It is a bit of a mix of gear from different seasons.  For example, my clothing worn is my summer outfit, but I pack my spring/fall sleeping bag, my wool leggings rather than my silk ones, a warmer sit pad that I can use to bump up my sleep setup, etc.  This is due to the chaotic nature of hiking in the fjäll.  Even in the summer it can go from 20C and sunny to frosty -1C nights.  I also swap out my go-to shelter combo of tarp and bivy or net tent for my newest addition to my kit, which is the MLD Duomid plus a matching MLD solo XL inner net.  This will not only be my shelter for solo trips to the fjäll, but also when my wife and I go together.

As mentioned weather can be crazy up there in the mountains, with not only big shifts in temperature, but also wind and storms created by the micro-climate at higher elevations.  Combined with the fact that often you're above treeline hiking there, there is little to no cover, so a solid 360 degrees of protection from the elements is good to have.  One can rock a tarp up there, but with the lack of trees you have to rely on sticks and/or trekking poles, which is an added complication, not to mention not as much cover from harsh weather.  While hiking in the fjäll I will be taking with me a simple wooden hiking staff.  This is a cheap and easy solution for now, but in the future I will most likely upgrade to a carbon fiber or titanium hiking staff.  I've tried trekking poles in the past and they are just not for me.  I much prefer either hiking without any, or using only one staff.

I could arguably leave my water filter at home for fjäll trips, as the quality of water is often excellent--indeed, some of the purest wild sources of water on earth--but this is mostly for peace of mind around campsites with more people around.  The summers here draw lots of not just backpackers, but other tourists that take day hikes into the fjäll.  Plus this also opens up less than ideal water sources to re-fill my bottles, such as rain puddles and bogs, so I don't have to hike out of the way to pristine tarns and springs all the time.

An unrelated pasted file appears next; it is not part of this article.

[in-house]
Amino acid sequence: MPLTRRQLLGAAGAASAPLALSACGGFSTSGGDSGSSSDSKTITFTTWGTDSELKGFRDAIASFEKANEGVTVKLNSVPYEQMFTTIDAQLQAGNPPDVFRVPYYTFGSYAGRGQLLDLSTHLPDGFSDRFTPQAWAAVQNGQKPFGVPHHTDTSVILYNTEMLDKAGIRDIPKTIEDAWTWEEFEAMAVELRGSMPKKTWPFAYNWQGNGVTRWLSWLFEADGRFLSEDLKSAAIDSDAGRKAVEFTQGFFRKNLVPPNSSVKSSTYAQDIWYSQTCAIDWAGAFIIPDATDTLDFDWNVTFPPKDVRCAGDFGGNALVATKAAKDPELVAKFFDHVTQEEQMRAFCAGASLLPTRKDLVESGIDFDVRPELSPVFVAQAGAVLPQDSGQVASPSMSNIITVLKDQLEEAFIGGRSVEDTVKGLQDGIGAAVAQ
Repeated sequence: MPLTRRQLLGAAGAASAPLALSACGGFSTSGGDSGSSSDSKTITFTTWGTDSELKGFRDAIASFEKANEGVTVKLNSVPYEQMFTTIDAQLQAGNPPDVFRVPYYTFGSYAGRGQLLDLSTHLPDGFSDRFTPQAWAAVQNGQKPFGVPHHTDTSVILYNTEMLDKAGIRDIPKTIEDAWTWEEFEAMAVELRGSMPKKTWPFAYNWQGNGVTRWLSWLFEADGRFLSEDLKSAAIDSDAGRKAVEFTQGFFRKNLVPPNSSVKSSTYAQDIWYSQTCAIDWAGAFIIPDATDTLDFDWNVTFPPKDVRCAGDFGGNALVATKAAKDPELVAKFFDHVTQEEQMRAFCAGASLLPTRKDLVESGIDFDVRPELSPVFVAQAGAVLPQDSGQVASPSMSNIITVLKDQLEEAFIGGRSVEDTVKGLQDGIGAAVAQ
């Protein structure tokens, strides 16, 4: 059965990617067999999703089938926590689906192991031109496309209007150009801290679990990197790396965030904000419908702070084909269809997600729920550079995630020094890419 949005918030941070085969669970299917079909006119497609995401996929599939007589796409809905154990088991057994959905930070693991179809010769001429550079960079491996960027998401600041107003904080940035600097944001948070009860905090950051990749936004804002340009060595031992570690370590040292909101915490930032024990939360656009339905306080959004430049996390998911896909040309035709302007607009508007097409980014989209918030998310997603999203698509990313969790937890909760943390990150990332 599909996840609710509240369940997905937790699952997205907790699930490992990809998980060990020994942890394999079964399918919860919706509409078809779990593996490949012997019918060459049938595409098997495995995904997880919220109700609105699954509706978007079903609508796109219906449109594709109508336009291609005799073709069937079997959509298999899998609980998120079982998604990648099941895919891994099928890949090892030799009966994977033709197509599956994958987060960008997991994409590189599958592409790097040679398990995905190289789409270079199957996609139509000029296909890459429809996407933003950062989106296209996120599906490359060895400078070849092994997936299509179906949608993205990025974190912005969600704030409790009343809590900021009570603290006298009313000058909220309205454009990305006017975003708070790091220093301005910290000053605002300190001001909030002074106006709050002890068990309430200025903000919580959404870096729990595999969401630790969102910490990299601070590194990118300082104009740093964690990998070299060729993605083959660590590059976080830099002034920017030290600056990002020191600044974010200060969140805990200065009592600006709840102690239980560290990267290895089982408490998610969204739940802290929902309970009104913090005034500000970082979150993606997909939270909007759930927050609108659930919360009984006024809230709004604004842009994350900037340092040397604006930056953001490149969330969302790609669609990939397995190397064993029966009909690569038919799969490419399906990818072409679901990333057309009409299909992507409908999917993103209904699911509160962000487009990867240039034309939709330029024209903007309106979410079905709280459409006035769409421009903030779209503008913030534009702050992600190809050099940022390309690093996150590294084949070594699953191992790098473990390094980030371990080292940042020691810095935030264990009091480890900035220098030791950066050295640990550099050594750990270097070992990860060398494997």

This gear list is for a specific trip I have coming up next spring that is further up north in Sweden on The High Coast Trail (Höga Kusten), clocking in at 4490g/9.9lbs:

I'd describe it as a "winter-lite" type of kit, with days being mild (around 2-5C) but nights going below freezing--plus if there are any cold snaps, conditions can get really damn cold.  So I have extra layers, a much warmer sleeping quilt that also deals exceptionally well with humid conditions (synthetic and down insulation hybrid), a dedicated pair of toasty warm sleep socks, etc.  However there are a few things that get left behind, which is nice.  For instance no head net because it's not bug season, and no water filter due to the cold.  

Water filters can freeze and get ruined in the cold, but it's easy to manage without it because I'll either be boiling water for drinks and meals or drinking from clean sources.  As I mentioned earlier, in the summers more people can make water sources dirty or tainted, but in the other seasons there are far less people around, which in turn leaves water sources cleaner/safer.

Really looking forward to this trip!  I've read and heard a lot of good things about this trail, and it's a shorter one that I will be able to finish in one go.


Finally on to my heaviest gear list at 5345g/11.8lbs, which is for fair weather summer packrafting trips:

Obviously the packrafting gear is what makes this the heaviest BPW, but overall my pack remains pretty light because these trips are only 2-3 days tops.  So less food to worry about.  I could go lighter by swapping out my inflatable sleeping mat for a foam one (like I use in my regular summer kit), but there are quite a lot of trail shelters on rivers and lakes for other paddlers.  Canoeing and kayaking is popular here, which makes for plenty of water trails to follow, which often have nice campsites on the shores to take advantage of.  Sleeping on hard wooden floors is much nicer with an air mat than a foam one.  Another added benefit of inflatable pads is less bulk, which is convenient when you strap your pack to your packraft and want it to take up as little space as possible.


And those are all of my UL gear lists for solo wilderness backpacking.  I don't see all that much changing anytime soon, but only time will tell.  Everything has been put to the test with one exception, my new MLD pyramid shelter.  But it's one of the most positively reviewed shelters in the UL community, and my initial impressions are very positive after playing around with it in my backyard.  I'm really looking forward to getting it out there.  So I'm really happy with my gear and life as an UL backpacker.  If only I could take more trips!  Everything is dialed in and ready for future thru-hikes that I dream about.  Soon enough things will move from the dream stage to the planning stage for these longer adventures.

Hope this was helpful and/or interesting for you to read.  Peace!